Barbara Turner, R.N., testified that she instructed the patient to push and then went to the nurses' station to call Dr. Wilson. She testified that she did not recall whether anyone was left with the patient. Turner testified that she knew from her nurse's training that when a baby passed meconium before being born that it can create an emergency at the time of delivery. She also testified that it was the nurse's job to notify the physician, to ready all necessary equipment, and to get the patient to the delivery room.

Phyllis Burroughs, R.N., testified that when she received the baby at the nursery, she put a bag and mask over the baby's face and started forcing air down the baby's throat. She testified that this could have had the effect of forcing the meconium down farther into the lungs and that the proper sequence of events should have been to clear the meconium from the baby's throat before forcing oxygen down the baby's throat.

Dr. Michael Cardwell testified that the nurses failed to adhere to the standard of care required of the situation by allowing a multiparous patient to push in the labor room, by failing to timely notify the attending obstetrician, and by failing to provide the necessary equipment when they knew that there was meconium-stained fluid. The labor and delivery summary indicates that Murdock's water broke (membranes ruptured) at 11:03 p.m. This record also shows that the fluid was stained with meconium. This was more than four hours before the delivery and gave the hospital notice to prepare to avoid meconium aspiration at the time of the delivery.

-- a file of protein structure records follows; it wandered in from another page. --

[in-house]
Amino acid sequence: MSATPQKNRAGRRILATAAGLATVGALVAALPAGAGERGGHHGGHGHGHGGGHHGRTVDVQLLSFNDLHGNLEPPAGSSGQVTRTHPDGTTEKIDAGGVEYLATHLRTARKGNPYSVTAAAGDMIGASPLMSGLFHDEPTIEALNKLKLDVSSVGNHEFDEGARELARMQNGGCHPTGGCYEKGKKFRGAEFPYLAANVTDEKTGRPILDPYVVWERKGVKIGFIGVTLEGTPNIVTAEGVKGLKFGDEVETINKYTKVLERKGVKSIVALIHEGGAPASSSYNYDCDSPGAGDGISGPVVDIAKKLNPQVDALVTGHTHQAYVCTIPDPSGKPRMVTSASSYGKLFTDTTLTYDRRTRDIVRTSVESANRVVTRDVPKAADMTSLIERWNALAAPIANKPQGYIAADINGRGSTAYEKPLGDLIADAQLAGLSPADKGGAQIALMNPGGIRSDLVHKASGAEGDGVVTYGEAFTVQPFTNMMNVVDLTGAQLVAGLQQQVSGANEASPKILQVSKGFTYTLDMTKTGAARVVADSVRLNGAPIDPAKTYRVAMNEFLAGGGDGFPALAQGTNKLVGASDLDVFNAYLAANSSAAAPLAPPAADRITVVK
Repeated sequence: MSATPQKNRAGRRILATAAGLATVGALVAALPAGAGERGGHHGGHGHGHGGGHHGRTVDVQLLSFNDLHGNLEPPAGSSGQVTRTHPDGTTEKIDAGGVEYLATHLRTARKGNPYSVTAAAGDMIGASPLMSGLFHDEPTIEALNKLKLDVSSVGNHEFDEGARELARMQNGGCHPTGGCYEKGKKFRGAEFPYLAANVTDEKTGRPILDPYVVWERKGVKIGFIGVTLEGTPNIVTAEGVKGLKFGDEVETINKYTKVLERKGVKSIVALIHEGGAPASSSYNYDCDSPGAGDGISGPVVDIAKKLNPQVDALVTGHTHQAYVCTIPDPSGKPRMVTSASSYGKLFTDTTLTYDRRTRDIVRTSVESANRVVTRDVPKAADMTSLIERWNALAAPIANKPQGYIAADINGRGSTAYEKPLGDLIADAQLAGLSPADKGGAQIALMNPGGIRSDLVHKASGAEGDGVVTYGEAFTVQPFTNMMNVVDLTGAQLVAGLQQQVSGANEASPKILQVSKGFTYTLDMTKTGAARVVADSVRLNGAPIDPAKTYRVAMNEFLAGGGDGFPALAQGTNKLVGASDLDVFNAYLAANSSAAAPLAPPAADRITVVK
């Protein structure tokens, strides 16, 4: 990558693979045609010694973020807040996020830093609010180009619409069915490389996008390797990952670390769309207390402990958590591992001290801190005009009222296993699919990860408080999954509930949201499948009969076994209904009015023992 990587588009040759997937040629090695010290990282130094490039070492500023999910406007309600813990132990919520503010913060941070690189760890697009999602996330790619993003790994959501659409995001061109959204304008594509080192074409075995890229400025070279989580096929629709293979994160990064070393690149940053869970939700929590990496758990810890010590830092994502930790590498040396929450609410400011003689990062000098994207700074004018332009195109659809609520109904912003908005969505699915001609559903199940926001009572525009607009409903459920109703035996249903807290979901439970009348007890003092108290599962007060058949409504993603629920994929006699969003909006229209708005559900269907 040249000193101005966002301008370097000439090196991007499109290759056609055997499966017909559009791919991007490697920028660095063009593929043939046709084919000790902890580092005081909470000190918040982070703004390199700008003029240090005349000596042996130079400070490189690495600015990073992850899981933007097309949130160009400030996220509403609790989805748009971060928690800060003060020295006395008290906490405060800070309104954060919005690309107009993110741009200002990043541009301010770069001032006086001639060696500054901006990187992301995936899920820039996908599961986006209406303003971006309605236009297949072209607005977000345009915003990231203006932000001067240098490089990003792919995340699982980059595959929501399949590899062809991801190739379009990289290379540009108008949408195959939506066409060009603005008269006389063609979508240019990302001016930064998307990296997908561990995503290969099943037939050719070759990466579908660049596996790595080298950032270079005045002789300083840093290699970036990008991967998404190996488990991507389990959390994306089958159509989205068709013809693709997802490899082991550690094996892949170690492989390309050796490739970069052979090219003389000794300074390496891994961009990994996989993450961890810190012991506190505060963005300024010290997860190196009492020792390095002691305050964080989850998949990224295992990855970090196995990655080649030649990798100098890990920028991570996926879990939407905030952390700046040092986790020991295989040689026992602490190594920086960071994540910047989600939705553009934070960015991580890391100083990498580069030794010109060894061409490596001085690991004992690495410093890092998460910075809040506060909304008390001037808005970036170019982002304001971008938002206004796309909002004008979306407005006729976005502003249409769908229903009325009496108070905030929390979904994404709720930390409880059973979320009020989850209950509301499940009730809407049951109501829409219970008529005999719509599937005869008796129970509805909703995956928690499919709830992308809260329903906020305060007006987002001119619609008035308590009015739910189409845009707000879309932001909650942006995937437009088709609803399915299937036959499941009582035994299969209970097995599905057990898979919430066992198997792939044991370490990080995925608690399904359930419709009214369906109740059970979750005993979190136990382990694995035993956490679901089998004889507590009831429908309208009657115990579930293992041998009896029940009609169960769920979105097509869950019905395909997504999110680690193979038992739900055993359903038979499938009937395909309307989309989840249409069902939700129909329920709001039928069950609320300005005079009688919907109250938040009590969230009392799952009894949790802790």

The evidence does not conflict in regard to Dr. Cardwell's testimony that the baby's nose, mouth, and throat should have been suctioned out before the shoulders were delivered. The only testimony offered by the hospital about when the baby was suctioned was that it occurred in the nursery within eight to ten minutes after birth. The plaintiff offered testimony that the baby's problems and death were the result of brain damage when the baby was not getting oxygen for a six minute period. There was

conflicting testimony about when the mother should have been moved to the delivery room and if there was a suction device available in the labor room.

Although there are some factual disputes in the record, the role of the jury is to make those factual determinations. We find that the evidence is factually sufficient to support the jury finding. This point of error is overruled.


In its next point of error, Wadley contends that the trial court erred in entering a judgment in favor of the ADHS in the amount of $352,784 and postjudgment interest, because there was no evidence, or insufficient evidence, of a causal link between any injuries caused by negligence of the defendant and the amount of medical expenses awarded. We review the evidence by applying the standards previously set out.